North Wales firms hit by 'brain drain', employers warn

Graduates (generic)
Image caption North Wales is producing talented people said Andrew Parry from Glyndwr University

Employers in north Wales say talented staff are leaving for better jobs elsewhere, according to a survey.

The 'brain drain' is highlighted in a poll of 40 people from the public sector, charities and business who met in Llandudno last month.

They added that north Wales was too reliant on the power industry and public bodies such as councils and the NHS to provide work.

An European Social Fund project has been launched to tackle the issue.

Producing talent

Andrew Parry, spokesman for Glyndwr University in Wrexham, said he was not surprised at the survey findings.

"Over the years we have seen a lot of companies and businesses leave the area, either over the border into England, or to south Wales," he said on BBC Radio Cymru's Post Cyntaf.

"On the bright side it shows we are producing talented people, who can contribute to economic growth, so that reflects well on our education system.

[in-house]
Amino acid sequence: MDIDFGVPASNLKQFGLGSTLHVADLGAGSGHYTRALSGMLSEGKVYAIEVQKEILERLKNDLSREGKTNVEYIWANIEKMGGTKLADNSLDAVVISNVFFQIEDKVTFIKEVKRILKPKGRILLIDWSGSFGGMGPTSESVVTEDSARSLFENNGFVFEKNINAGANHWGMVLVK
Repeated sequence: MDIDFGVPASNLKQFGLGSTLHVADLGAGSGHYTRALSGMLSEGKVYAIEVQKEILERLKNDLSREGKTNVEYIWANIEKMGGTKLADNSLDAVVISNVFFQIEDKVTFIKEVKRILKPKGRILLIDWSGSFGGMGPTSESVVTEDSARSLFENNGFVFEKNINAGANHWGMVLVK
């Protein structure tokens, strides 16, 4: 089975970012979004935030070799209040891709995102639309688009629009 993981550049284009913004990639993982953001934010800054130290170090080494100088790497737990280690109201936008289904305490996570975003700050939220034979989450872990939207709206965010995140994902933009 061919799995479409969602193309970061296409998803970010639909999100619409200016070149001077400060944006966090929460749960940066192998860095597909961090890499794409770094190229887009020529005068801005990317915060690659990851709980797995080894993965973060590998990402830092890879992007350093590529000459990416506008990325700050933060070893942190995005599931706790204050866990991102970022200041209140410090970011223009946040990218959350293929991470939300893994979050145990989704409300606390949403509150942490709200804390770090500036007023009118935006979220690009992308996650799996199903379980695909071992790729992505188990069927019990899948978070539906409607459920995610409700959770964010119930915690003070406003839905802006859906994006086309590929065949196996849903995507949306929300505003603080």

"The next step however is to build on this and get more inward investment into the north, and the (Welsh) government has an important part to play in this."

Mr Parry added: "Large companies do want to come here because there are a lot of benefits to being here, and we have to build on these if we want more investment."

A project - Shaping the Future - has been set up to look into the issue.

It has been put together with investment from the European Union, Welsh Government, Anglesey and Gwynedd councils and the Nuclear Decommissioning Authority.

Project director Judy Craske said it was "worrying that there is a perception of a talent drain from north Wales and that barriers remain to attracting inward investment into the region".

"The goal is to create sustainable economic diversity across the region by putting human development at the heart of economic success and encouraging inward investment, business relocation and entrepreneurship," she added.

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